When Finn & Elliot were admitted to the NICU, Finn had to be in an isolette, and Elliot was in a different contraption for which I do not even know a name. On their daddy’s birthday, much to the excitement of their parents and nurses, Finn graduated from the isolette and the boys were reunited in a big, shared crib.
Without hesitation, Finn snuggled into Elliot and they contentedly cuddled through a few more days in the hospital, through their first “tanning bed,” and through the “rooming in” process that first time parents have to pass before being allowed to take your baby home.
At home, we wanted the boys in our room, so we had to separate them again and they slept in two Rock n’ Plays for the next 6 weeks right beside our bed. They seemed to sleep okay apart, but as soon as they were together again, one or the other would always reach out to touch the other one the whole time they were together.
Every time I tested out putting them in their cribs, they cried a lot, would not settle into sleep, and had an increase of reflux symptoms. After about 6 weeks in our room, we were ready to move them to the nursery, but we decided to keep them in the RNPs because the cribs just weren’t working for us at that point. After a couple weeks in the nursery, the boys were getting bigger and bigger, and I really wanted to transition them out of the RNPs. That’s when I figured out how to angle sleeping and crib “nests.”
There are plenty of opinions on whether twins should share a crib. Some studies, experts, and parents say twins sleep better and do better overall if they share a crib. Others take the position that twins do not really sleep better together and are already at an increased risk of SIDS, so the additional risk of sharing a crib isn’t worth it. At the end of the day, as parents of twins, you just have to decide what is right for your family and what risks you can and cannot live with. After seeing our boys sleep together and apart during several different stages, we felt confident that we wanted our boys to share a crib after they graduated from the RNPs.
The boys sleep started improving a lot when they begin sharing a crib; they went from waking up every 2 1/2 to 3 hours to sleeping one stretch of 5-6 hours and then waking up every three hours after that. I’m sure part of it was they were getting to that magic 10-pound range, but I truly believe part of it is simply that they find intrinsic comfort in being close to each other. It’s odd because I know they shouldn’t really recognize that they have a brother or what “another baby” even means at this stage, but on the other hand, they somehow just know that this “thing” next to them belong with/to them.
Elliot & Finn happily snuggled for the next couple months. Eventually, I began to sense that it was time to separate them even though I don’t think any of the four of us particularly wanted to change it up. The boys were still sleeping gloriously (if you call waking up at 5 a.m. glorious), but we hit a few milestones that increased the level of risk again and pushed us toward separate cribs. First, they were breaking out of their swaddles a lot more, and I knew we would need to swaddle wean soon. With arms out, they have the potential to disturb the other one more, though they tend to sleep through the other’s movements or crying. More importantly, Finn rolled over for the first time, and I knew Elliot wasn’t far behind. When twins become mobile, there is a greater risk of one twin rolling on the other one or trapping the other in a position that prevents them from breathing sufficiently. As much as I love to see them cuddle and as happy as they are together, I knew we needed to make the next step in our sleeping journey. I was having such a hard time actually implementing the plan until one night at about 11:30, I just started worrying and couldn’t stop. I finally went in to the room and took one last mental picture of my cuddly boys and then quietly made a nest, angled the mattress, picked up a sleeping Finn, and set him in his new crib.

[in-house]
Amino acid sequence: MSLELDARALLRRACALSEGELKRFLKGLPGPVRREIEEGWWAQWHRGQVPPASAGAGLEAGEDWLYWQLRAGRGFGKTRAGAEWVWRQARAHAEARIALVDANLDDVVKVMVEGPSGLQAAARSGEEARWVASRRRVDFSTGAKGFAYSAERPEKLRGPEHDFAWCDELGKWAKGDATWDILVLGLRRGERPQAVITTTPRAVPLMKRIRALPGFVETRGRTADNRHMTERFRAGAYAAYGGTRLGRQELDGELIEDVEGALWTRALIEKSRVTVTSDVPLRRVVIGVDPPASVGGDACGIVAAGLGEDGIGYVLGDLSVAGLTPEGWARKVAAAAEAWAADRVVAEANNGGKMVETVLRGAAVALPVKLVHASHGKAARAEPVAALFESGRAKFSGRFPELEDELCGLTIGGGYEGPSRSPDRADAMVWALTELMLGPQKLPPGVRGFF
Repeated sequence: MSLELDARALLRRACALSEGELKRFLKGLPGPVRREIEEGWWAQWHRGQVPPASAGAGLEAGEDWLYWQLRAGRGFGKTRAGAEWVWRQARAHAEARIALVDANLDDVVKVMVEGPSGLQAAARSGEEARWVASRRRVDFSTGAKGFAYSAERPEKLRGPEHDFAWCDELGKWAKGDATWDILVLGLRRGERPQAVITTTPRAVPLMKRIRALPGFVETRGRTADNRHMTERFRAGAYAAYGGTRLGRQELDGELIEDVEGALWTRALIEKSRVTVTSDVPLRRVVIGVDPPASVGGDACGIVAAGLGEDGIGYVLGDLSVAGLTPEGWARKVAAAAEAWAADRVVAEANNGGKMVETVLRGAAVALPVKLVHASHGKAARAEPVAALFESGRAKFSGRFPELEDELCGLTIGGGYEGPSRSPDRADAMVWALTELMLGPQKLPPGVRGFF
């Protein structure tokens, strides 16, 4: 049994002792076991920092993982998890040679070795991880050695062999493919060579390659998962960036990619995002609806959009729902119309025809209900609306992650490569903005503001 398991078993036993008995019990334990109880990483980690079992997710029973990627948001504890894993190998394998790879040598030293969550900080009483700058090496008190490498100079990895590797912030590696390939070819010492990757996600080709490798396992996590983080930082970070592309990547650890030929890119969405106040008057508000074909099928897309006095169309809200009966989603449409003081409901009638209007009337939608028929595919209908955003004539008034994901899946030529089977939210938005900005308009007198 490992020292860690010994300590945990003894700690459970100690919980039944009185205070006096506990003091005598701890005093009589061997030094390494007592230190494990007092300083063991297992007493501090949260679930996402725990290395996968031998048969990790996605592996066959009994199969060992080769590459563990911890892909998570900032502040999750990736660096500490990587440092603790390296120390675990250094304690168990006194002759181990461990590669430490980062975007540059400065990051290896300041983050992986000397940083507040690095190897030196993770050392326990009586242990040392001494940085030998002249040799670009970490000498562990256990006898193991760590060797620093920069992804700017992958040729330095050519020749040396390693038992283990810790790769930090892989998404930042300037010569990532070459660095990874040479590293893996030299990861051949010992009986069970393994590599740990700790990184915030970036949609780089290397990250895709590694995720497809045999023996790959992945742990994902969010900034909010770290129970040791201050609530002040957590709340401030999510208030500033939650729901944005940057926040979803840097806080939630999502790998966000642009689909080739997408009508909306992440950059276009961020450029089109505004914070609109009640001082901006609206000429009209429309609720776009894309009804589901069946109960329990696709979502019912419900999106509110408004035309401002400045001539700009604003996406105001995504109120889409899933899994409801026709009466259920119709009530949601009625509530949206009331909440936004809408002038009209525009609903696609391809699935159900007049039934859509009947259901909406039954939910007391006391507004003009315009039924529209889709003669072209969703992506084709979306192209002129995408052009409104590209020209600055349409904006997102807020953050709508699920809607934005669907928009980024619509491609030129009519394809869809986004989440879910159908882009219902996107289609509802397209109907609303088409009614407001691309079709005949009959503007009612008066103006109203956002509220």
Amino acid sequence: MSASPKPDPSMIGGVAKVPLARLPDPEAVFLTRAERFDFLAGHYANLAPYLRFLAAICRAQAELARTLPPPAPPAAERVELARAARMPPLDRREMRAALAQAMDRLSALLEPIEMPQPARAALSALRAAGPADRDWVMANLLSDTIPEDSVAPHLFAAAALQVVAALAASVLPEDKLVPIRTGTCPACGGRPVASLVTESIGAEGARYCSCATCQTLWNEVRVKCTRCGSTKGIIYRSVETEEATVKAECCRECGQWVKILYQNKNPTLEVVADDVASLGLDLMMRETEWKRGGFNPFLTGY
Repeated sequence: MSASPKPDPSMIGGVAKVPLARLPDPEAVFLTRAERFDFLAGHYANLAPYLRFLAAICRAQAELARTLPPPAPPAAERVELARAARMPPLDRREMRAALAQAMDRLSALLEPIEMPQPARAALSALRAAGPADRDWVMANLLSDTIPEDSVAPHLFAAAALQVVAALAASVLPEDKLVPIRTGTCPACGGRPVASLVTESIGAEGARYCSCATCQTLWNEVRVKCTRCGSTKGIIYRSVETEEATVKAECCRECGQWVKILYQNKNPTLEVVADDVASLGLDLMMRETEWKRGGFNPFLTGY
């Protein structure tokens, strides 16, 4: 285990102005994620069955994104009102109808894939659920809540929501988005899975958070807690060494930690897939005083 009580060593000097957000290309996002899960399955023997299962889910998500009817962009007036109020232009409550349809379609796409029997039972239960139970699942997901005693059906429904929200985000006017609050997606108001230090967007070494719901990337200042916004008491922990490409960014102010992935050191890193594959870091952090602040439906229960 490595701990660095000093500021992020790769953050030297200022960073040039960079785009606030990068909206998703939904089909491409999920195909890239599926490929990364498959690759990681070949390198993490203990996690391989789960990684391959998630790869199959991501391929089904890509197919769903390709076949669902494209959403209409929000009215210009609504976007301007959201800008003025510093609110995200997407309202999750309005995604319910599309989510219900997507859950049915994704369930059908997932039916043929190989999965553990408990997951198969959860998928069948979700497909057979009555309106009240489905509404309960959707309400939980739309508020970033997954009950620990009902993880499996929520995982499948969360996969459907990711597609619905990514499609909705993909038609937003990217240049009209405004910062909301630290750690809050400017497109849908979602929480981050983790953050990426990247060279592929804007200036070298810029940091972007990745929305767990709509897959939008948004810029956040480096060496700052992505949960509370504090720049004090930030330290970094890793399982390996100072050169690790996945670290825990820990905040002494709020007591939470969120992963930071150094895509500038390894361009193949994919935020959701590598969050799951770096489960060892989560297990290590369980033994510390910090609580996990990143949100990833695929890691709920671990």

They tossed and turned a little bit more, and we had a few rough nights. Unfortunately, everyone got colds, and the boys hit the 4-month sleep regression right after that so that “great sleep” that lasted until 5 a.m. has not returned at this time. They do, however, sleep just fine now in their separate cribs. Recently, they’ve started noticing each other in the other crib and will smile and coo and sometimes reach out to touch the other one through the slats of the cribs.
While I strongly believe that this is the safest and best sleeping arrangement for them right now, I will not be one bit surprised, however, when they one day master crib-climbing and end up snuggled up together again.
If you had twins, would you have them sleep together or separate?